Pride in British Cash
Today, the Bank of England launches its new £50 note, celebrating Alan Turing: the father of modern computing and a gay icon. Marking his birthday, and falling in Pride Month, the note is a world first for the LGBTQ+ community, and a milestone in the ‘queer cash’ movement that traces its roots back to 1990s Britain.
Born in 1912, Alan Turing published a revolutionary paper in 1936 that introduced the concept of a ‘Universal Machine’ capable of decoding and performing any set of instructions, now recognised as the foundation of computer science. He later designed the Automatic Computing Engine—a stepping stone in the development of modern computers—and explored the philosophy of whether machines can think, which became a landmark in the field of Artificial Intelligence. He was also a key figure in cracking the Enigma Code at Bletchley Park, an achievement that helped shorten the Second World War.
In 1952, Turing pled guilty to a charge of gross indecency related to homosexual acts—then illegal in the UK—and was barred from working for the British security services, and punished with a course of hormone treatments that effectively amounted to chemical castration. His death two years later by cyanide poisoning was ruled a suicide.
In 2009, then-Prime Minister Gordon Brown apologised for the ‘appalling’ treatment he received from the Government, and in 2013 Queen Elizabeth II signed a pardon for his conviction that led to the introduction of Turing’s Law, a process by which gay and bisexual men convicted under historic anti-gay laws could apply for an official pardon. The Bank of England celebrated its announcement of the Turing banknote design in March 2021 by flying the rainbow ‘gay pride’ flag over its London headquarters.
While the Turing note is the first official recognition of an LGBTQ+ hero, the queer community of 90s Britain launched their own campaign to raise awareness of the so-called Pink Pound—meaning money circulating in the economy thanks to gay people—and in turn promote tolerance and equality in the face of ongoing discrimination. Rubber stamps bearing the words ‘Queer Cash’ were made and used to stamp notes passing through the queer community. A similar campaign in the United States is evidenced by a late 20th century $50 note, countermarked in purple with the words ‘Lesbian Money’. This resides in the Coin Room of Oxford’s Ashmolean Museum, alongside the British stamp, which was donated by Marcus Banks, Professor of Visual Anthropology and a Fellow of Wolfson College.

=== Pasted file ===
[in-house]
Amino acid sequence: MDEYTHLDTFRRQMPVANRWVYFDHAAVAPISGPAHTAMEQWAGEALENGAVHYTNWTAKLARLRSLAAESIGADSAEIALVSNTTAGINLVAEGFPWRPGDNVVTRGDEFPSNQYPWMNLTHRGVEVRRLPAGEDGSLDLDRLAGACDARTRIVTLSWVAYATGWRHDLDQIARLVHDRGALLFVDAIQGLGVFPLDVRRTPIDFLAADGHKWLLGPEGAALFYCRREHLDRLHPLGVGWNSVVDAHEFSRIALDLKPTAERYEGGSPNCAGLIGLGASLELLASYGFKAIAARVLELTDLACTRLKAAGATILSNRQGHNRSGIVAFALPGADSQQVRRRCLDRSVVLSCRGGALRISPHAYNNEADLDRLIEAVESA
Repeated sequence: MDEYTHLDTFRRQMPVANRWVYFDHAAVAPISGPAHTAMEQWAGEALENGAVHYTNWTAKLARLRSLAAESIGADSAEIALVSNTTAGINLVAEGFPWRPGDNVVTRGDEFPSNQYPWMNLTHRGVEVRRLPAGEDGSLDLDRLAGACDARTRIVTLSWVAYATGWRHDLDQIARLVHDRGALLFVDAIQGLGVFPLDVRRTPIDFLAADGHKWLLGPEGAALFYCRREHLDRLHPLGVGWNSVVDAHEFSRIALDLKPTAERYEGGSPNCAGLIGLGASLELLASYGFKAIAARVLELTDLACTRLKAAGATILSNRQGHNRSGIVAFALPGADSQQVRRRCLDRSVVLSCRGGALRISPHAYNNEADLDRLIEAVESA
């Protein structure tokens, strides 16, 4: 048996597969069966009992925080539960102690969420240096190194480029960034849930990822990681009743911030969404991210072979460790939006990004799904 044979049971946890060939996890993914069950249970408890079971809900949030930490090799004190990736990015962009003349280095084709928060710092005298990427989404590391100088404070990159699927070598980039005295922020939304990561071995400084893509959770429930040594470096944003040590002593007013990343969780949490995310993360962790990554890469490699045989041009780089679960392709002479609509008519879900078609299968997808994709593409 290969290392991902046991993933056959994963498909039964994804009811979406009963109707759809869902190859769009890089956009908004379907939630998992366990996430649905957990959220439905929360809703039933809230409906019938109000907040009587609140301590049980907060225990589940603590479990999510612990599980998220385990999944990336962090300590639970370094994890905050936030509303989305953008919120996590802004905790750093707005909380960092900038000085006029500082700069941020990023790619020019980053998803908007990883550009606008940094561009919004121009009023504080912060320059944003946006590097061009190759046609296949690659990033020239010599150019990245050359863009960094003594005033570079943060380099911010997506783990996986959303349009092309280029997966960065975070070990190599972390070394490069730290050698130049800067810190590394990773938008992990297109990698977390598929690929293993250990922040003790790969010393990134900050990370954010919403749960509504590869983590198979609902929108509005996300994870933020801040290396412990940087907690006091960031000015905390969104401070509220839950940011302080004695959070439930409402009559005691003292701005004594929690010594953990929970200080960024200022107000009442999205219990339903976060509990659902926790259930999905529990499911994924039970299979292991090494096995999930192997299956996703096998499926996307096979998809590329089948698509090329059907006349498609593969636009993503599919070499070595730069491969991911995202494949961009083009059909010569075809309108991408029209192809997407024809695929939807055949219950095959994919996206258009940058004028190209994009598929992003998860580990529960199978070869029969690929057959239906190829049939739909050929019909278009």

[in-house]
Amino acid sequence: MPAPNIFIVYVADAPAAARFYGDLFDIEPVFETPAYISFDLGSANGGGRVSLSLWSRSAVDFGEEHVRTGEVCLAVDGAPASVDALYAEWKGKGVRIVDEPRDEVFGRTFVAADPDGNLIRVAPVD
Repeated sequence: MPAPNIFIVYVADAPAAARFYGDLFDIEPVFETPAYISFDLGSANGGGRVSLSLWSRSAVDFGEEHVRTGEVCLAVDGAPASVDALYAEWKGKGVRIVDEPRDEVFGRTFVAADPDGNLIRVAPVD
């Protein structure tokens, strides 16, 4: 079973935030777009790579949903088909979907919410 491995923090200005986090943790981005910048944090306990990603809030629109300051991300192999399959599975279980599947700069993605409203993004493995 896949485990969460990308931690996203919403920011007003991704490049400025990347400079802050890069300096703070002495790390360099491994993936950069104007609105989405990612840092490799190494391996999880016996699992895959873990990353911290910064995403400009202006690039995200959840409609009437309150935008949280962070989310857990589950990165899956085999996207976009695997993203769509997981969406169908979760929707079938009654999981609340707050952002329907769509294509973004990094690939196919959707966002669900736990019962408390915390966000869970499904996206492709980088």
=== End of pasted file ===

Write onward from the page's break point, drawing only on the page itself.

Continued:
I bought the ‘Queer Cash’ rubber stamp, together with an ink pad, at a stall at what perhaps was the first ever ‘Gay Business Show’ in London sometime in the mid-90s... I used it enthusiastically for the first week or so, but felt self-conscious handing the notes over to shopkeepers and bus drivers.
Today’s release of the new £50 banknote—the final British note to benefit from the latest, cutting-edge cash technologies to confound counterfeiters—is doubly appropriate, marking exactly 109 years since Turing’s birth, and also Pride Month, which celebrates and promotes visibility of people of all sexual orientations and gender identities.